Gut health: Twelve ways to nurture a healthy microbiome


By Lisa Glydon, homeopath.

It is an exciting time to be a holistic health practitioner as information that the community has known about for a long time now is starting to hit the mainstream. For example, you can read about gut microbes in nearly every health and fitness magazine and they are talked about all over the TV and radio these days too.

But the idea of gut microbes and personal microbiomes is still a new and often confusing one for many people to grasp and so the aim here is to make this important aspect of day-to-day health more understandable.

The truth about bacteria

Orthodox medicine appears to take the view that bacteria, in all its forms, is harmful. As long ago as the mid-1800s, for example, Louis Pasteur, the famous French biologist, microbiologist and chemist, believed in the principles of ‘germ theory’. This theory posits that all disease comes from germs, viruses and/or bacteria. So in order to remain healthy, we must ‘fight’ them by killing them off within our bodies or avoid their influence by maintaining as sterile an environment around us as possible.

Using this concept as the basis, Pasteur developed vaccines to combat them – and this theory of medicine has been popular in the West ever since, leading over time to the formation of a multi-million pharmaceutical industry.

But interestingly, Pasteur admitted on his deathbed that he had been wrong about this theory all along. It was not the bacteria itself that was to be feared as it posed no threat to a healthy individual. It was only if their health was compromised that a bacterium could take hold.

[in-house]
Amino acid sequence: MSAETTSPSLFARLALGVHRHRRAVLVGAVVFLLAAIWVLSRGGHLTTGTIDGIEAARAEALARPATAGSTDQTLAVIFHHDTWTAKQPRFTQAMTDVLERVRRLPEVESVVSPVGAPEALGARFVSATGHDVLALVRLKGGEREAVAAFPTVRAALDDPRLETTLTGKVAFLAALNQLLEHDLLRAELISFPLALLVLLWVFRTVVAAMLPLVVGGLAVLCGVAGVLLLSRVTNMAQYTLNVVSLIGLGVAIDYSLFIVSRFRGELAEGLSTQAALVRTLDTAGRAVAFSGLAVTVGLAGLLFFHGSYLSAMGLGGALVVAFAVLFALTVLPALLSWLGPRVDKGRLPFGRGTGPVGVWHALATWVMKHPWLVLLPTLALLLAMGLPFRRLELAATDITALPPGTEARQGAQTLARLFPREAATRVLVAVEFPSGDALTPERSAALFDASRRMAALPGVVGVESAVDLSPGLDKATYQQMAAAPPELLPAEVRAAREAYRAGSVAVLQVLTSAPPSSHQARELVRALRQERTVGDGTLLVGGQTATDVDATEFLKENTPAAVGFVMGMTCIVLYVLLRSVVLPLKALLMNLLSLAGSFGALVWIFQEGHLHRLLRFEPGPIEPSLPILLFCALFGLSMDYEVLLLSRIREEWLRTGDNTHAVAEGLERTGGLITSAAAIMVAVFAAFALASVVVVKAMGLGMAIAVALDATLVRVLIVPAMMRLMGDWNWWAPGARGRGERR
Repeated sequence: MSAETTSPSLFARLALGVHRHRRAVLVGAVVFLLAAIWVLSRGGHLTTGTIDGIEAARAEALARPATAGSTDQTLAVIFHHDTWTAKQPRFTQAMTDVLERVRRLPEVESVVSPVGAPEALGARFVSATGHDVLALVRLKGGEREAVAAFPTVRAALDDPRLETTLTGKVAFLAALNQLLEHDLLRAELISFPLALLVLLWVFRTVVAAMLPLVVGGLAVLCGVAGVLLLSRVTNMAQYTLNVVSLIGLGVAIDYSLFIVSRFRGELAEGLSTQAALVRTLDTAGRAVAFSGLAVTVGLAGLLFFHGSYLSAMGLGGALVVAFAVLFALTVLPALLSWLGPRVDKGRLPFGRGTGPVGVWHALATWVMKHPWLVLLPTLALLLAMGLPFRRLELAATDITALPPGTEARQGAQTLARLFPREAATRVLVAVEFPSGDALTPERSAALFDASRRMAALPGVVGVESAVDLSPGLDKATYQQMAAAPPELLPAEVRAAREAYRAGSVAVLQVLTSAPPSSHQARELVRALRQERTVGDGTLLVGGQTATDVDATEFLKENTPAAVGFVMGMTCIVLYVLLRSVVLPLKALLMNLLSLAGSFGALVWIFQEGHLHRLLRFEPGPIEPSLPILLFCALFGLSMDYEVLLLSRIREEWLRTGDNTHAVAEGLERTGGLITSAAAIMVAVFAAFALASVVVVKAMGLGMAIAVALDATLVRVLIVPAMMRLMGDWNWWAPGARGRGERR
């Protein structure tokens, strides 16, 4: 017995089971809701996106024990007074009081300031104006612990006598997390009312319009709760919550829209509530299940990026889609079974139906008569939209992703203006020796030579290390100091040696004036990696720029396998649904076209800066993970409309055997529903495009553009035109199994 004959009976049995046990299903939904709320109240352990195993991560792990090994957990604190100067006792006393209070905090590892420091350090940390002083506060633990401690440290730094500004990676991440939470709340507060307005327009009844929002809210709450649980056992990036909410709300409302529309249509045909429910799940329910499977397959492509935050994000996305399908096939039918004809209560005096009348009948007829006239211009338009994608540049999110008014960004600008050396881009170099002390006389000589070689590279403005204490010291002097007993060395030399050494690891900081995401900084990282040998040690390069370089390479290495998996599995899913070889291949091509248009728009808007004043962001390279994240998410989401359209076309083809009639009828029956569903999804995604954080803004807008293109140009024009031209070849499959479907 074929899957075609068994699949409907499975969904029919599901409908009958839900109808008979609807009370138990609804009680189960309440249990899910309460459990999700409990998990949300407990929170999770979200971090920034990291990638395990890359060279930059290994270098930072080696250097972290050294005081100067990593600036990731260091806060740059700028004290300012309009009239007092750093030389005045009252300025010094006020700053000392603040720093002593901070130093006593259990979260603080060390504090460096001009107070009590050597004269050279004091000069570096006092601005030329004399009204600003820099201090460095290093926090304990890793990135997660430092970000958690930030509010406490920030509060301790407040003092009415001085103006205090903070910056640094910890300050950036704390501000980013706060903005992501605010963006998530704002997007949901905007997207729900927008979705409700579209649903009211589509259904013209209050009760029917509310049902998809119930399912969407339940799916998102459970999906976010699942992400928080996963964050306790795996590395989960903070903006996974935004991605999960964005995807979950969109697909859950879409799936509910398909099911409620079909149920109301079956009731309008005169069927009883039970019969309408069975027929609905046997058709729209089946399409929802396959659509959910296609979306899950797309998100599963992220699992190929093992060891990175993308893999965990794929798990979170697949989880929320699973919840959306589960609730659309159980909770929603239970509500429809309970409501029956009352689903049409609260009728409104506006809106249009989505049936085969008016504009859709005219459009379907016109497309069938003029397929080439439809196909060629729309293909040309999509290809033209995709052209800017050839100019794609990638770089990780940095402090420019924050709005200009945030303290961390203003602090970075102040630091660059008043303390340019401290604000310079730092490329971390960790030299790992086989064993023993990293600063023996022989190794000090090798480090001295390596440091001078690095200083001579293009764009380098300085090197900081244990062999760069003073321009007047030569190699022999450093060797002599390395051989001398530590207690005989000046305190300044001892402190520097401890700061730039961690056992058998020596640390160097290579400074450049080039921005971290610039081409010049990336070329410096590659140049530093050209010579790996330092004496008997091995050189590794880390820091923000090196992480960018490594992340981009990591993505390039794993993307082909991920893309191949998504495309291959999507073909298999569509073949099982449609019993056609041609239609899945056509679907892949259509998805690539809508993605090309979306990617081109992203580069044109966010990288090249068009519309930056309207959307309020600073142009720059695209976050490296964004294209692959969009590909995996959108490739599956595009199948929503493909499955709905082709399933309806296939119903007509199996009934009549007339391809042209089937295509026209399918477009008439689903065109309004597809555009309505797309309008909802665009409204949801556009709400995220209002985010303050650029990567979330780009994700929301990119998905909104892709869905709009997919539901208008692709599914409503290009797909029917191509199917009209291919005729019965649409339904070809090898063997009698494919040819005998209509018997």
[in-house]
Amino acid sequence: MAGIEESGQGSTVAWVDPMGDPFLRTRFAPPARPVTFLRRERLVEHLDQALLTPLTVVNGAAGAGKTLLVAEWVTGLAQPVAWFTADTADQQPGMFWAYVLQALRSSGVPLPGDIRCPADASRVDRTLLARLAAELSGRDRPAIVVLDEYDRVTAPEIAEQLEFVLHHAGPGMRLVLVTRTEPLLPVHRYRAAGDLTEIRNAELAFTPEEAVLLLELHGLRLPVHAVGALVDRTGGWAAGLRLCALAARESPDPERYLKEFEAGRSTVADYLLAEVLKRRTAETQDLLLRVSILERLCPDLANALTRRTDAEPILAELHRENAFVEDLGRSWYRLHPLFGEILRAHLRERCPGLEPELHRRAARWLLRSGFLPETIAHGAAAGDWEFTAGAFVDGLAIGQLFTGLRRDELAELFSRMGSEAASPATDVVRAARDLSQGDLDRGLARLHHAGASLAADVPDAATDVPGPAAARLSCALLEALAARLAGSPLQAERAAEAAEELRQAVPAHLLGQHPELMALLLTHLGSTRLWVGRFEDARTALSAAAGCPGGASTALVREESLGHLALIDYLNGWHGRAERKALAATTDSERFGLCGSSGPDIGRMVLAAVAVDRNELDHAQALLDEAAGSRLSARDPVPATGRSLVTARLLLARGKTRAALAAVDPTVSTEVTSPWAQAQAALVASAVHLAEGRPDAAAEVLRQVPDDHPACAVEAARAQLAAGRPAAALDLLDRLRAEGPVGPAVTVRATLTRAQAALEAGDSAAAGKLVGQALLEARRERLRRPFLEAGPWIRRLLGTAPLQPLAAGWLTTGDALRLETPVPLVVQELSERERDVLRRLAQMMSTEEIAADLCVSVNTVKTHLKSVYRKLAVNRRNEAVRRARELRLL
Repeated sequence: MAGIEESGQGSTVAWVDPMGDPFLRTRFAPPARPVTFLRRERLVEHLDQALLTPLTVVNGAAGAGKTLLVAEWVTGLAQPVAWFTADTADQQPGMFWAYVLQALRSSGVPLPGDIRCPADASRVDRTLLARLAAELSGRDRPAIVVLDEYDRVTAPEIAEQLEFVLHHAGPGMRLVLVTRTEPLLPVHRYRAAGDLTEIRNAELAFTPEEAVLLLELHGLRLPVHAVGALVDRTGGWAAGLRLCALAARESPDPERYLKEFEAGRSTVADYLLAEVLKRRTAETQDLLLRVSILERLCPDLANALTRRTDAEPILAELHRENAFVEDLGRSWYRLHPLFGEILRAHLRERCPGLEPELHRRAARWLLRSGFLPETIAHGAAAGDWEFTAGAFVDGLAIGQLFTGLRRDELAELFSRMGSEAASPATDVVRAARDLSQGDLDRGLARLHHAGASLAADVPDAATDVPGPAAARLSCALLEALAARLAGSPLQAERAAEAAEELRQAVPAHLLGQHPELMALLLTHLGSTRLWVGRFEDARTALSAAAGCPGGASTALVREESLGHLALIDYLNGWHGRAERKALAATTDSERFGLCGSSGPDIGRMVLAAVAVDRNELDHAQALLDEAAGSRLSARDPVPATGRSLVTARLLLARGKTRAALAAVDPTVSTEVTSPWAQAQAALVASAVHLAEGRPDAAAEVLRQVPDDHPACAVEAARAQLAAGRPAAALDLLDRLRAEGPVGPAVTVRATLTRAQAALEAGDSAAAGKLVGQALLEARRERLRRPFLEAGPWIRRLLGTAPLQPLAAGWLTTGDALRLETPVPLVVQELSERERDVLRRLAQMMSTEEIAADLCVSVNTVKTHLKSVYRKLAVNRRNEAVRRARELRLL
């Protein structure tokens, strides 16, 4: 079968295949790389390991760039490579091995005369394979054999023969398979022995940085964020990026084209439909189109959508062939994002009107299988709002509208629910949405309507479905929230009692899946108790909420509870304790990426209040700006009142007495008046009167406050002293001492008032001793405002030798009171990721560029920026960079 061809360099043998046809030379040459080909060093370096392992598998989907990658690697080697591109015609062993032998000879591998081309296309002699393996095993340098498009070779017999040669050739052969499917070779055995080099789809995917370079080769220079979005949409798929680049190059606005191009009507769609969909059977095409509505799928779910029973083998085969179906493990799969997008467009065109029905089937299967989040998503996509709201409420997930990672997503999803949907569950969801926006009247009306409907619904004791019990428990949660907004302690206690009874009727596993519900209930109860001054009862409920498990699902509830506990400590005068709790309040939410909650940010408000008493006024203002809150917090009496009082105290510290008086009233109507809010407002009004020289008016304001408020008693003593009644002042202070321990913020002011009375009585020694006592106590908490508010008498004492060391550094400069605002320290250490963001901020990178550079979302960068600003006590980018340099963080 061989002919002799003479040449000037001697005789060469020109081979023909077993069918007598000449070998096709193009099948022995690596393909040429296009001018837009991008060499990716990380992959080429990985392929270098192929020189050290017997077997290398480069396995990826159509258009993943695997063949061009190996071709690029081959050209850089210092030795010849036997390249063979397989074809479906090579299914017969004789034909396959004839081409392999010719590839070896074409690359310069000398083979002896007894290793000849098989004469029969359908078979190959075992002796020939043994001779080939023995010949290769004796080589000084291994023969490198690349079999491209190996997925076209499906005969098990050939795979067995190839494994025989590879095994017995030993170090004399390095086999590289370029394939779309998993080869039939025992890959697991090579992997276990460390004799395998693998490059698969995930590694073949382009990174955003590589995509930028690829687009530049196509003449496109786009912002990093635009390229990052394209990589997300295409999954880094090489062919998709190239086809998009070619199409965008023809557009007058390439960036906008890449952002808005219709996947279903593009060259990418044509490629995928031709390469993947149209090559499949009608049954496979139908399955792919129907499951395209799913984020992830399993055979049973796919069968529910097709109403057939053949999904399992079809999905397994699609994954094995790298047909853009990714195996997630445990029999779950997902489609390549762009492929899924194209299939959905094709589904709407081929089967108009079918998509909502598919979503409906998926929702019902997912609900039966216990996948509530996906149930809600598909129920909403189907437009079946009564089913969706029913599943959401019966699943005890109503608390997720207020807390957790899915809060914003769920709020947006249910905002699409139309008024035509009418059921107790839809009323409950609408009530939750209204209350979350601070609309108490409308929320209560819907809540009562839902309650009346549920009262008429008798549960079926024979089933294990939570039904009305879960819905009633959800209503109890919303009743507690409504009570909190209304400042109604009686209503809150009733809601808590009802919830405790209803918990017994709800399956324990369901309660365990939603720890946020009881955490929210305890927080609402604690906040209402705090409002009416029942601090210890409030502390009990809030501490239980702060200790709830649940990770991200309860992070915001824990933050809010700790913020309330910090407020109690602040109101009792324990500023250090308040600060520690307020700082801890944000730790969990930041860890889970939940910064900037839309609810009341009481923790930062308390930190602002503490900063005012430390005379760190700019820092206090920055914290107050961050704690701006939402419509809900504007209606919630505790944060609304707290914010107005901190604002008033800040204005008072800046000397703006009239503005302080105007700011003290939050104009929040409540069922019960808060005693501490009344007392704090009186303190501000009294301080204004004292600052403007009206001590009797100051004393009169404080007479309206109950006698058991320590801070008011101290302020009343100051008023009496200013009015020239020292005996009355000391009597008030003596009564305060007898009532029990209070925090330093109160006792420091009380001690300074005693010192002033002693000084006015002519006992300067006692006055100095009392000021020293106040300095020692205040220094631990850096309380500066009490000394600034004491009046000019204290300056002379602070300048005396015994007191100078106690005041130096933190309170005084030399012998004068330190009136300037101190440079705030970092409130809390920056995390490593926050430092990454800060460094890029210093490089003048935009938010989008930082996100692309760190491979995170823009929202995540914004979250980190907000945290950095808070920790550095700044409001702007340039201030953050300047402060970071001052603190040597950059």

This was, in fact, the view espoused by Pasteur’s bitter rival, the scientist Antoine Bechamp. He believed that it was the “terrain or soil” (an individual’s immune system and tissue quality) that was of the upmost importance. In his view, “the germ was nothing, but the terrain was everything”.

In his research, Bechamp noted that germs were everywhere, even within human beings, and that they were opportunistic in nature. Only when the tissue of the “host” (person) was “damaged or compromised” did they take hold and the symptoms of infection or disease manifested themselves.

To prevent illness, he understood the secret was not to kill off germs but to foster:

  • A good diet;
  • Hygiene;
  • A healthy lifestyle, which included having lots of fresh air, sleep and exercise.

Sadly though, Bechamp’s theory was mostly forgotten until recently in favour of Pasteur’s ideas, which led to the rise of the vaccinations, antibiotics and anti-microbials that are so important in Western medicine. So let’s explore the concept of the ‘microbiome’ a bit further.


Our body’s natural ecology

The term ‘microbiome’ means a ‘small habitat’. It is a ‘living ecology’ that starts in the first three years of life and is fully formed by a child’s fourth birthday.

Each microbiome is unique and the health of the system is based on culture, parentage and lifestyle. As a result, it makes sense to place more emphasis than is currently the case on pre-conceptual care to help support its healthy growth.